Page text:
"WE ARE APPROACHING A CLIFF. IF WE DON'T TAKE STEPS TO SLOW OR STOP DRUG RESISTANCE, WE WILL FALL BACK TO A TIME WHEN SIMPLE INFECTIONS KILLED PEOPLE."
Building IT infrastructure for the fight
To combat these “superbugs,” researchers are using the latest genomics technologies—in particular next-generation sequencing (NGS) and whole-genome sequencing (WGS)—to pinpoint areas of bacterial resistance and develop new drugs to attack them.
Healthcare CIOs and IT leaders are organizing their infrastructures to accommodate the new workflows demanded by NGS.
These DNA sequencing technologies have been around for more than a decade, but only recently have they evolved enough to sequence large numbers of bacterial genomes, interpret their significance in the context of current and potential drugs, and deliver results in real time.
BACTERIAL INFECTIONS ACCOUNT FOR MORE THAN 13% OF DEATHS WORLDWIDE.
Technology to match the threat
Genomic sequencing can also identify pathogens that can’t be cultured through known techniques— pathogens that would remain unknown, to the profound detriment of public health. Recent NGS procedures not only differentiate known pathogen strains with incredible precision, but also alert researchers to previously unidentified pathogens, including viruses.
Practical technology is following the research. Software already exists to identify bacterial strains and their resistance profiles, providing comprehensive reports in three minutes on a laptop.
"We don’t want untreatable infections to become common,” said Arjun Srinivasan, MD, the CDC’s Associate Director for Healthcare Associated Infection Prevention Programs, in a CDC release. The CDC’s “plans to combat this include obtaining real-time data about antibiotic use and trends to better understand prescribing practices in doctor’s offices and…hospitals." Getting this real-time data is critical, as is the ability to analyze it quickly and get actionable insights.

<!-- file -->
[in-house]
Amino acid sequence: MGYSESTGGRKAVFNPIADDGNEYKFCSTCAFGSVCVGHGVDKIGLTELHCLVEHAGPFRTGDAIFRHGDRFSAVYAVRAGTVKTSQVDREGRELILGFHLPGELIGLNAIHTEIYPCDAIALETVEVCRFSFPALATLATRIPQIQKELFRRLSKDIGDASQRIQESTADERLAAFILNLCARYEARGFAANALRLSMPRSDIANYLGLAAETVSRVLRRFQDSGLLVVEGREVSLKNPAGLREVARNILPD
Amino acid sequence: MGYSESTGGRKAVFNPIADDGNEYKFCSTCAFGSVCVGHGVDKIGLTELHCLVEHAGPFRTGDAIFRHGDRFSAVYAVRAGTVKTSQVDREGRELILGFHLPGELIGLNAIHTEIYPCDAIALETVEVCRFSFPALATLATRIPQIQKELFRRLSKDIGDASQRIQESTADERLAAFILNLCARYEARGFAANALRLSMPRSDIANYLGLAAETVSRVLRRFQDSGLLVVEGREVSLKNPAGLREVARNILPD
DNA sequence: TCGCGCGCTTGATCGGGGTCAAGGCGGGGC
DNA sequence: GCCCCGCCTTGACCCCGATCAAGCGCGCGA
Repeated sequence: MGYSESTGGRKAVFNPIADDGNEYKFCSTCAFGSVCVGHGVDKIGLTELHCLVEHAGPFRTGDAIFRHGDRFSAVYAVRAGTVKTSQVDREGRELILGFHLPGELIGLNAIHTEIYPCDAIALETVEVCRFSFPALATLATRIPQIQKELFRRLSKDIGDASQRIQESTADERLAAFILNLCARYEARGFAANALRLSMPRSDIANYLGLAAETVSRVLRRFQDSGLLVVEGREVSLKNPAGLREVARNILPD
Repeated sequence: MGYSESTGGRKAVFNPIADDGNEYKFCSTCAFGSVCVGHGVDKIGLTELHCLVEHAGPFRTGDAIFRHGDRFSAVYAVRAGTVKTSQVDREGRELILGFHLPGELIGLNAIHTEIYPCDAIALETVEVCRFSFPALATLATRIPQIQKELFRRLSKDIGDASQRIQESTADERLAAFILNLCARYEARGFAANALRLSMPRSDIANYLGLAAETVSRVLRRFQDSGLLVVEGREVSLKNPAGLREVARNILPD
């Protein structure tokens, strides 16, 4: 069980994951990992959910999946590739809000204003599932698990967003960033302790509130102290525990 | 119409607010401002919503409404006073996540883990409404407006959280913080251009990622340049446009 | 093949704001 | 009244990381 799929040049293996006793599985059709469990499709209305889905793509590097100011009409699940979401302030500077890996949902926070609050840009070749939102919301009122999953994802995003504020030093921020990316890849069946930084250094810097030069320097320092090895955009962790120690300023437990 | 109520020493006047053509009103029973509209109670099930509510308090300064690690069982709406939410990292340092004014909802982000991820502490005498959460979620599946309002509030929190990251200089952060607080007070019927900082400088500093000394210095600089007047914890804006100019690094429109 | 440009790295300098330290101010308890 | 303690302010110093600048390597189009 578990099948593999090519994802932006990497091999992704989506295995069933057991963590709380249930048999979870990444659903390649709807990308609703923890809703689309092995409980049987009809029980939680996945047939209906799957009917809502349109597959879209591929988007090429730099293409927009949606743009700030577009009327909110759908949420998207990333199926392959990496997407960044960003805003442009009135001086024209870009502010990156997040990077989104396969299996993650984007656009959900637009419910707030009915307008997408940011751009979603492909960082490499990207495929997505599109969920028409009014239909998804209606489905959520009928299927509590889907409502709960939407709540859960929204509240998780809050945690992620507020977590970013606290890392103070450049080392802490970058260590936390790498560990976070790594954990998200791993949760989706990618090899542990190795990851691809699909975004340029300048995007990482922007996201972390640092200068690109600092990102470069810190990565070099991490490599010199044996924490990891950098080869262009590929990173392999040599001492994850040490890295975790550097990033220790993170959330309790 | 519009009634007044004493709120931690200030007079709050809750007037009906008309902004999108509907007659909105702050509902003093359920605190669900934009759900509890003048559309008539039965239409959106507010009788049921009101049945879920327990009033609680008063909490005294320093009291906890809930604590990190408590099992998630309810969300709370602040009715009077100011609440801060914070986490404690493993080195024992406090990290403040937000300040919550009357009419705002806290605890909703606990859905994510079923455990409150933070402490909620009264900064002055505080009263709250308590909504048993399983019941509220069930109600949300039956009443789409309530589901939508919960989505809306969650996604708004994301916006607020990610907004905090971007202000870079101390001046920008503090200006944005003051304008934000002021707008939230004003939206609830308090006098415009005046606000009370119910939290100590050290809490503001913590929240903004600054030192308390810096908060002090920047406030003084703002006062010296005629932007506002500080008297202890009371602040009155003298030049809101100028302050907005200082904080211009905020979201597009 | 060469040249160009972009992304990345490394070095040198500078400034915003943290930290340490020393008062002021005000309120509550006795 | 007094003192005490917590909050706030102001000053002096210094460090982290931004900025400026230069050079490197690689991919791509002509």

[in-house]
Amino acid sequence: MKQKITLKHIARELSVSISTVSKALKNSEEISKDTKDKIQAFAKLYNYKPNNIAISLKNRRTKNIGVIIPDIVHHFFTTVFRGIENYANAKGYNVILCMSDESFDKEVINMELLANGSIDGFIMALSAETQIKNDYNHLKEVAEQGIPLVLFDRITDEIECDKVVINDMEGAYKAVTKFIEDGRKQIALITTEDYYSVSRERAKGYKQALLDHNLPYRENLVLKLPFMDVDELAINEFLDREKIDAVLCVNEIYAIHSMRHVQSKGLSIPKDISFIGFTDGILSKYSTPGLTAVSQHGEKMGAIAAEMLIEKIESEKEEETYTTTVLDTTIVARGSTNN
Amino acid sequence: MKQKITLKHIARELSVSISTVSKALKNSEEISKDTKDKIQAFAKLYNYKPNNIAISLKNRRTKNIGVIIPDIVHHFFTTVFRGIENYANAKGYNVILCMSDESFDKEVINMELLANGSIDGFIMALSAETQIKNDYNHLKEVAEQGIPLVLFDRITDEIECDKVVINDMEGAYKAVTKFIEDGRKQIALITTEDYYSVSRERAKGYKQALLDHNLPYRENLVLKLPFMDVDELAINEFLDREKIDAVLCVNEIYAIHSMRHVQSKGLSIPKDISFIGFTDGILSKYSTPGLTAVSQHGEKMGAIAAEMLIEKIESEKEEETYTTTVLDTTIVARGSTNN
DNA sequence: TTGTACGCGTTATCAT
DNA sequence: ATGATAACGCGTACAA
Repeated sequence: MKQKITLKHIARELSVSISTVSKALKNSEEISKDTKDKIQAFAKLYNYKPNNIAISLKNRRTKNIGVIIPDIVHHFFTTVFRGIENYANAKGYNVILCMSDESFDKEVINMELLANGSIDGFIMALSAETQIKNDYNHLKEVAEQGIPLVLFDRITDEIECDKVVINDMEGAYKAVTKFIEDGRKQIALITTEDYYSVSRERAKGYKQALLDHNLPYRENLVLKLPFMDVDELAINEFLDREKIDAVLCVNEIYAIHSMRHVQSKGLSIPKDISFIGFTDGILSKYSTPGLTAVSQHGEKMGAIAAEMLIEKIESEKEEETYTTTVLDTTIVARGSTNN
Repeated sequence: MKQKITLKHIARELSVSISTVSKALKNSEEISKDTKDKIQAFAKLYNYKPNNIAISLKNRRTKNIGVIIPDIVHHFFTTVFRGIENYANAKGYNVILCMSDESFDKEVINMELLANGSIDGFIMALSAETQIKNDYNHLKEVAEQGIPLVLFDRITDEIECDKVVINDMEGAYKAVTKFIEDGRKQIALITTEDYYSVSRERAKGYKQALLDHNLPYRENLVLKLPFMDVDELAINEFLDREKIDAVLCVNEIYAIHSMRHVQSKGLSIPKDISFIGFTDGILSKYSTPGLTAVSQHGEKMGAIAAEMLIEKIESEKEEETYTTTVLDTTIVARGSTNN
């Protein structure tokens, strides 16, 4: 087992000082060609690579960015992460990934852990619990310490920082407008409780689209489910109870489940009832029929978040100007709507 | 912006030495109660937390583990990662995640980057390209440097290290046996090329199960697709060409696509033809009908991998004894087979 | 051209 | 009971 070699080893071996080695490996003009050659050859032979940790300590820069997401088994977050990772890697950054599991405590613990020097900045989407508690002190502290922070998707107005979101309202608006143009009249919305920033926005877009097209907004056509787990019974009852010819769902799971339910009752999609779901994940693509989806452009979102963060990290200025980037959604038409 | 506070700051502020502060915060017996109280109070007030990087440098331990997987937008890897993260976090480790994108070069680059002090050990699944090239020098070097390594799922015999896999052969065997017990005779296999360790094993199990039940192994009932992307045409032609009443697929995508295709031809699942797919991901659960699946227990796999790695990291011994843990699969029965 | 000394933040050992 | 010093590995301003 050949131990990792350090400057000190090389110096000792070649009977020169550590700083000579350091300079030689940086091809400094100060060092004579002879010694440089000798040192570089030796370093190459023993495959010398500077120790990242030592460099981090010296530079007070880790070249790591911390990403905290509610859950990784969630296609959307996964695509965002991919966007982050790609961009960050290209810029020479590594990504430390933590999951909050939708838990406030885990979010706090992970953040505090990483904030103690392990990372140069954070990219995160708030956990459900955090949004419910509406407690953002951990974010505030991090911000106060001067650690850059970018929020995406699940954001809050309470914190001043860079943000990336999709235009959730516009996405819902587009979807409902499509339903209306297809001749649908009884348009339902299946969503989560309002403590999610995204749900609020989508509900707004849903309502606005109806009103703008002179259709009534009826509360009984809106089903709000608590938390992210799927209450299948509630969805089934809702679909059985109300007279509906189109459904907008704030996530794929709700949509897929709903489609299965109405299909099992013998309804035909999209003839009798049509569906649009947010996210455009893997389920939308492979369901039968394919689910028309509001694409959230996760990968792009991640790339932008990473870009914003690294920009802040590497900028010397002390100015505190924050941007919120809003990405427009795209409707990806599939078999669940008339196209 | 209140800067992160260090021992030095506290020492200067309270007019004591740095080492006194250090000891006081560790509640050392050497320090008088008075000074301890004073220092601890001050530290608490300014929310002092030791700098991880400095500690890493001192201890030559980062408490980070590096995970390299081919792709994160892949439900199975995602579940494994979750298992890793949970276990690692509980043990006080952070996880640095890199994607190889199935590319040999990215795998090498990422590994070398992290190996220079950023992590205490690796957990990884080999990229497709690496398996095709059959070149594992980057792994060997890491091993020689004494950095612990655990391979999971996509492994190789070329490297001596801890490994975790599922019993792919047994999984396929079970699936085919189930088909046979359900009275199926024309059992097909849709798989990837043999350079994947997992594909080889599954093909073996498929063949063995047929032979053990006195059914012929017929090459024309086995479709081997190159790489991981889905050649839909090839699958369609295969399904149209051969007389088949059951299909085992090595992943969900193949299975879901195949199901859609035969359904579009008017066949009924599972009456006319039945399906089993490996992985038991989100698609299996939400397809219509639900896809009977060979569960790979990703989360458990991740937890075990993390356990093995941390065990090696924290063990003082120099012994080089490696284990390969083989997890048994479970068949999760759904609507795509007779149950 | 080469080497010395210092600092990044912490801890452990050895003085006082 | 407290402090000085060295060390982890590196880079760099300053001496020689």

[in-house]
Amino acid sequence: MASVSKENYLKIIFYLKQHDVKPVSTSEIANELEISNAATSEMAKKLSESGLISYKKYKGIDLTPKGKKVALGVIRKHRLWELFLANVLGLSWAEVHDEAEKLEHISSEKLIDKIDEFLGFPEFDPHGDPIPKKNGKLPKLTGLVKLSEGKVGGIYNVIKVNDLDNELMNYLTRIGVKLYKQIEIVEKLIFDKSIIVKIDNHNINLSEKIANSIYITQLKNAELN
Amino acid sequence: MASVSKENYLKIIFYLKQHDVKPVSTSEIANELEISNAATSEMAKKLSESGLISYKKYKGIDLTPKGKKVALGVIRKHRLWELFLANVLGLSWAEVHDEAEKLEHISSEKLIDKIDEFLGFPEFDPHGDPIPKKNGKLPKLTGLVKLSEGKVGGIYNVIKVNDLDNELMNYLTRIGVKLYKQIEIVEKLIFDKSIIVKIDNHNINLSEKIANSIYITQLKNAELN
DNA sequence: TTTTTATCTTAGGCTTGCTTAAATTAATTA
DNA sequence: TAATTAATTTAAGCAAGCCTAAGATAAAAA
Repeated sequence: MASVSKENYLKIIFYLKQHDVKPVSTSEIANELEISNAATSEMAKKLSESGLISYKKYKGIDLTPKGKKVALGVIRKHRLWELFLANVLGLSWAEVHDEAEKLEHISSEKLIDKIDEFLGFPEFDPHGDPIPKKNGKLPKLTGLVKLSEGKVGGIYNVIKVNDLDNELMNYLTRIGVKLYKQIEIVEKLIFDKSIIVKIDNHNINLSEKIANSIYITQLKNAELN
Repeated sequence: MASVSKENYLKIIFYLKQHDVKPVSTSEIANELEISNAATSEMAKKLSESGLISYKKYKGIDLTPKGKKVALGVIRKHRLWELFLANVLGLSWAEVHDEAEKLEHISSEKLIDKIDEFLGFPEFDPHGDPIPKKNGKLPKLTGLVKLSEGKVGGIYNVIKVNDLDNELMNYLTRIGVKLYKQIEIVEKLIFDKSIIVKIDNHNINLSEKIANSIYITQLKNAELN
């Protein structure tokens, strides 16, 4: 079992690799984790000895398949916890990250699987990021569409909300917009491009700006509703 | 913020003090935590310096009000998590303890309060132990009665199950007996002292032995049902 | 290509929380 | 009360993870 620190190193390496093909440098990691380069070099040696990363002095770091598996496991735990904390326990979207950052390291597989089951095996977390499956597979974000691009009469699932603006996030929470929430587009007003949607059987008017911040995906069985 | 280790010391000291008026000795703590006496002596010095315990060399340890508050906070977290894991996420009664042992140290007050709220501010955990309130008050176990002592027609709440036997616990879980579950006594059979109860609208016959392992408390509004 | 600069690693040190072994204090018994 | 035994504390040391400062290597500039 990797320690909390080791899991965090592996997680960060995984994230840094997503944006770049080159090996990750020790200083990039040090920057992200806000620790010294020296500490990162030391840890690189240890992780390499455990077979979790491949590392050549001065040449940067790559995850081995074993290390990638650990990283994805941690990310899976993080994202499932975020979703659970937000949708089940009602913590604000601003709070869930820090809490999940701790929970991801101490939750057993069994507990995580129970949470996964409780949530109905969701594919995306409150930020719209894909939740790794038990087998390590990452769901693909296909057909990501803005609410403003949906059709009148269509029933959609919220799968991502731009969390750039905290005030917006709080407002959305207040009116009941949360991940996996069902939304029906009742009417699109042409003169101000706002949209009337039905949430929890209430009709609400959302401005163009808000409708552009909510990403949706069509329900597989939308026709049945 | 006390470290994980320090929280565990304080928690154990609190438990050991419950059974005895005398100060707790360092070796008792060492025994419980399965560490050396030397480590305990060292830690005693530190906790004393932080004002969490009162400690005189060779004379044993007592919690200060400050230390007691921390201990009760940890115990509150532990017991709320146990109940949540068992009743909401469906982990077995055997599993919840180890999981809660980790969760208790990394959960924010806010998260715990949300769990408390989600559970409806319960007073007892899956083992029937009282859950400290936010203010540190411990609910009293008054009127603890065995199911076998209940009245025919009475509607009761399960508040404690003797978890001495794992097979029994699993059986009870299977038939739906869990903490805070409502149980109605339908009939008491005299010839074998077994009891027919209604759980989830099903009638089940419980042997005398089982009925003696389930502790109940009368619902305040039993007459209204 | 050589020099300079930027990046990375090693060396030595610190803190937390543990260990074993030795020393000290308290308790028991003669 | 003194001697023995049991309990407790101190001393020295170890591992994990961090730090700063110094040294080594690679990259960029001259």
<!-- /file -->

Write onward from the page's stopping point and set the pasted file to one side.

NGS and WGS also are invaluable tools for improving diagnostic tests. One example: WGS was used to discover a resistant gene in S. aureus, leading to changes in other types of tests to avoid false-negative results.
Indeed, WGS and NGS could ultimately be established as the only reliable means of pinpointing the root causes of drug resistance. Recent research has identified more than 70 genes associated with antibiotic resistance, meaning that current survey procedures—which typically only analyze small portions of bacterial DNA—could be inherently unreliable.
"THIS GENERATION OF ANALYTICS IS SOLVING FOUNDATIONAL PROBLEMS. AS SOON AS A HEALTH SYSTEM HITS THAT SWEET SPOT WHERE EVERYTHING IS ALIGNED AND THEIR ANALYTICS ARE REALLY HUMMING, WE WILL DRIVE A HUGE PHASE CHANGE IN HEALTHCARE."